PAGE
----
Look what’s happened here. After he published that content, he ranks number one in Google for all of these different keyword phrases all wrapped around how much does a fiberglass pool cost. This is outstanding for him. This is what we all want, right? If you look at the results, and this is just for a three-year window of time. And the reason he cut it off at 2012 is he started to become so famous for his content marketing, that he was out speaking all over the world, and people started to link to some of these examples in the years 2013, 2014, 2015, which gives him an unfair advantage. This data just shows what was happening when he was a regular pool guy. This is the number of leads that came in from that single post talking about how much does a fiberglass pool cost. It adds up to well over a hundred leads. And in fact, that single blog post brought him in more than two and a half million dollars in additional pool sales, just by addressing the cost and pricing issue of his products.
Different Types of Content
Next we’re talking about problems, addressing problems. If you’re in a business where you have competition – I assume most of you do – then you probably have sales people from the other organizations who’ve maybe identified or made up some weaknesses about your products, your business, your services, whatever it might be. And you want to tackle those – if you’re aware of those – tackle them head on. Marcus knew that his competition that provided concrete pools or above ground pools was going out and telling prospective pool customers that there were issues, problems with fiberglass pools. So he wrote a piece of content talking about that, tackling it head on, and look what happened. 32 leads came in based on that article. You need to find what are the issues, what are the problems, what are people maybe talking about when it comes to your products and services, and have the courage to write about it, address it in your content, and you’ll see positive results like this.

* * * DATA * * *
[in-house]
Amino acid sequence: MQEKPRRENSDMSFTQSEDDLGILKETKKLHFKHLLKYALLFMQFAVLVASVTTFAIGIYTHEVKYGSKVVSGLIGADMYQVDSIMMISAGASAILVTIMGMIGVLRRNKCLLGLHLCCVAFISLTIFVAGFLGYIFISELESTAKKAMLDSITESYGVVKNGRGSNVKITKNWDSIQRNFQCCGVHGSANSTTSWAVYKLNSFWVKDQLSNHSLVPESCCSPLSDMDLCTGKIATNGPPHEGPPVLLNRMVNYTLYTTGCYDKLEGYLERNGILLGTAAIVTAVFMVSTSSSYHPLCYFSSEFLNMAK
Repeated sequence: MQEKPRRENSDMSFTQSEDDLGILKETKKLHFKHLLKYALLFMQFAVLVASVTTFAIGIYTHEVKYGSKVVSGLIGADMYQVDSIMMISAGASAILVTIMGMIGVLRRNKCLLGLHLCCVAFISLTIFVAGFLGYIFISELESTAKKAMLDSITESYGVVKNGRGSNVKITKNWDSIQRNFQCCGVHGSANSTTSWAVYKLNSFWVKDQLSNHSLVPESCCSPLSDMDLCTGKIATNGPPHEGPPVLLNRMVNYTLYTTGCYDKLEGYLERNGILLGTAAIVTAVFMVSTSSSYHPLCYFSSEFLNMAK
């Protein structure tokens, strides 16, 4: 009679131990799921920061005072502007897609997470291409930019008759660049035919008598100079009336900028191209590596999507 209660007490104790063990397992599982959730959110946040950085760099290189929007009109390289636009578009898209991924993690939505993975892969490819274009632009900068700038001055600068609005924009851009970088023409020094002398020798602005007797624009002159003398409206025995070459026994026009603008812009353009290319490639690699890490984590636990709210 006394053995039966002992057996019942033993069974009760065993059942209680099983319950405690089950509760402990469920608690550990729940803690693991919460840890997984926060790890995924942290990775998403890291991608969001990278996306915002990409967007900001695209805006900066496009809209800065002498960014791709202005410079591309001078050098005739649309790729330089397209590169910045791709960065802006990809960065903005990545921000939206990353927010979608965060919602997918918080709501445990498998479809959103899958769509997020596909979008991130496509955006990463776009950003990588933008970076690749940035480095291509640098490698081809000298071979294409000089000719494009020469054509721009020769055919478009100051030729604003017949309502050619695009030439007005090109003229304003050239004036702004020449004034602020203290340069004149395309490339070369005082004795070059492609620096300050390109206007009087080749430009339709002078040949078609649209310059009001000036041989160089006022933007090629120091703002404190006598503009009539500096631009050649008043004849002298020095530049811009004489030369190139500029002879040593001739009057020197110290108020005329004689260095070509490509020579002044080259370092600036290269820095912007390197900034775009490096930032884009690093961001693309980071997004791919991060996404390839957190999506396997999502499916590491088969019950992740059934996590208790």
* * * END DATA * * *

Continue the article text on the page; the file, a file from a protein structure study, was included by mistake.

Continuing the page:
We’re also talking versus and comparisons. Every one of you who’s watching this, you’ve gone to buy something. I don’t care whether it was a car, a truck, a pair of shoes, a piece of software. Whatever it is, you tend to go online, if it is major decision, for sure, and you’ll do searches using the keywords ‘versus’ or ‘compare to’ or ‘comparison’ or whatever, we all do it. And for what they’re searching for, you need to create content that those people are searching for.